A full 118 days on from losing the All-Ireland to Dublin, and 15 from facing them all over again at Croke Park in the Allianz League, Stephen O’Brien is over the deepest of the heartache but is still regretful.
It was the Kenmare man who escaped the Dublin defence to bear down on goal in the 54th minute of last September’s loss only to slam the ball straight at Stephen Cluxton.
A goal then would have tied the game up at 1-13 apiece but instead it was Dublin that pulled away for a six-point win, securing the five in a row.
O’Brien looks back on 2019 generally as probably his best year with Kerry but that misfire, when a goal would have meant so much, still gnaws at him. “Yeah, I’d like to have scored it, it’s definitely a regret, yeah,” said O’Brien.
He recalls the three seconds it took to skip free of Ciaran Kilkenny and blast the ball at Cluxton in frame-by-frame detail. “I got the ball, beat one or two players, and then I remember it was a very similar chance to the goal we scored against Mayo (in the Super 8s) where I passed to Paul Geaney on the back post. But I remember looking across to him and Jonny Cooper was on the line, he did a very good job.
“I was coming from a tight angle on the left and I was hoping he’d come towards me and I’d just pop it over his head.
“But I think, and it’s something we work on as well, where the goalkeeper says, ‘no, if he’s coming at a tight angle, then stay at the back post’. Because that’s a certain goal otherwise so I just didn’t think the pass was on, the loopy pass to Paul, on the back post. Possibly a bit of a drilled pass was on but I know Mick Fitzsimons was running back, I saw him as well. So Paul wouldn’t have had time to catch it.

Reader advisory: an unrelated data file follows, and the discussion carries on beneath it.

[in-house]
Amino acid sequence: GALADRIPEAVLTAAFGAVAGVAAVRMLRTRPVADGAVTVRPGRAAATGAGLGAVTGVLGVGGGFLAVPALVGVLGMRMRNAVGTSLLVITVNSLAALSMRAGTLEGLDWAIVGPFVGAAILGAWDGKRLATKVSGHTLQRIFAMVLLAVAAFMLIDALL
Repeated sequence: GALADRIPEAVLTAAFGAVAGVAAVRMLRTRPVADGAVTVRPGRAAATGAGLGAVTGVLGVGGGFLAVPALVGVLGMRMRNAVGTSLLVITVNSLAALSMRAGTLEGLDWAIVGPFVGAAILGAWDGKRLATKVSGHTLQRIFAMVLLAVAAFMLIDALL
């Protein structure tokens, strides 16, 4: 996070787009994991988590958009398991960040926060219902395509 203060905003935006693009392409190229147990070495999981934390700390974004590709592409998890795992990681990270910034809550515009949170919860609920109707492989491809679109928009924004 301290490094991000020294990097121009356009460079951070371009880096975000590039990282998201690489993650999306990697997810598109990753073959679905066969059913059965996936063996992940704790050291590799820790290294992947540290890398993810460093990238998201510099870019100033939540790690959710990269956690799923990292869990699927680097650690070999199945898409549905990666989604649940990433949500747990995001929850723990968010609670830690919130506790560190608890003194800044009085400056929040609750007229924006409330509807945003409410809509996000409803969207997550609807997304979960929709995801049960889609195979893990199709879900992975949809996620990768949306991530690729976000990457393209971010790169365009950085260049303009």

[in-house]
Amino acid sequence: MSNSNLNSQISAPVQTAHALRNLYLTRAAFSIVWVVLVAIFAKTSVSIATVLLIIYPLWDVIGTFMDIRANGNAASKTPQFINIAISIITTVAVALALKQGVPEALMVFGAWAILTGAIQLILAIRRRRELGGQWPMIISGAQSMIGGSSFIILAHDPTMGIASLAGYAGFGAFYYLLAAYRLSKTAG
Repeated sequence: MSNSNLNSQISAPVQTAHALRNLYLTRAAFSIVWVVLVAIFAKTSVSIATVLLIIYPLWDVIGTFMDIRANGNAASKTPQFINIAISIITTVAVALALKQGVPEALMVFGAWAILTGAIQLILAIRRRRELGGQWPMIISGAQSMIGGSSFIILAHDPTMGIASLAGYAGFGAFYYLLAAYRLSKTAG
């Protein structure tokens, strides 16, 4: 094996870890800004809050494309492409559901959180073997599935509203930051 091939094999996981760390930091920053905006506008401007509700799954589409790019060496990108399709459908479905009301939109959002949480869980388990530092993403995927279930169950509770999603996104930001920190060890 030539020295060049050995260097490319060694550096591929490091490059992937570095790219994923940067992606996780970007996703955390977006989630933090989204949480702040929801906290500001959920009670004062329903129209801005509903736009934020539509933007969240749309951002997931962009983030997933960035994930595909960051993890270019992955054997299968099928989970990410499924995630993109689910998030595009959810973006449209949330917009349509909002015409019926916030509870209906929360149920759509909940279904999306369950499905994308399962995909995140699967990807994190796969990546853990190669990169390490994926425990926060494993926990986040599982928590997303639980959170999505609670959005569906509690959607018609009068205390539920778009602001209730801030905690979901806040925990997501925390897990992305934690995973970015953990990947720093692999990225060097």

“At the same time I was very close to goal, tried to put it over Cluxton’s right hand shoulder and I just didn’t catch it, went straight at him, a poor finish really. I should have kept it low, if I could go back again...”
There’s another part of O’Brien that also thinks he should have passed, conflicting him further.
“I think maybe if I’d played a bullet pass to Paul he might have been able to palm it in,” he said. “I still don’t think he would have had time to catch it, so that pass probably was on but it’s split-second, especially after riding a challenge or two. I didn’t do it obviously.”
Those are the ifs, buts, and maybes that torment a player after an All-Ireland defeat, though O’Brien has done his best to park it and move on.
There’s so much to be positive about for 2020 with a young Kerry team and so many All-Ireland minor winners apparently coming of age.
Surely it’s only a matter of time before they beat Dublin and win the All-Ireland the county craves?
“That’s the talk, and for a lot of those guys there is a long future ahead of them, but that’s not the way you can look at sport, there are no guarantees,” said O’Brien. “You have to be the best team in that year to win it. Hopefully the experience gained for those lads who made their debut in an All-Ireland final means Kerry can only get stronger.
“At the same time, we lost Killian Young, Michael Geaney, so you’re losing fellas and it’s not like Dublin and Mayo don’t have fellas coming through themselves too. It’s not simply ‘a matter of time’.
“I’m probably in the prime of my career too and I want to maximise every year. Overall it was a positive year, we won more games than we lost and a lot of lads put their hands up as Kerry players.
“It’s disappointing that we lost two national finals but it’s a good sign we were able to get there. There is pressure to win with Kerry and it’s a long time since we last won the All-Ireland.”
It’s not, in reality, because apart from Dublin, Kerry are the most recent All-Ireland winners from 2014 yet it feels like an age for such a successful county.
A new Dublin manager in the shape of Dessie Farrell could yet provide a window of opportunity for Kerry, while the introduction of the advanced mark rule should play to the aerial strengths of man mountain Tommy Walsh.
“It’s a thing that might suit us but then again it might not suit us as well because a lot of the time with the quality of the forwards we have inside, if you get a kick-pass into them they are going to score anyway,” said O’Brien.
“But on the other side now, maybe the other teams’ forwards could be (helped). We’ll have to work on it defensively as well to avoid easy scores being given away.”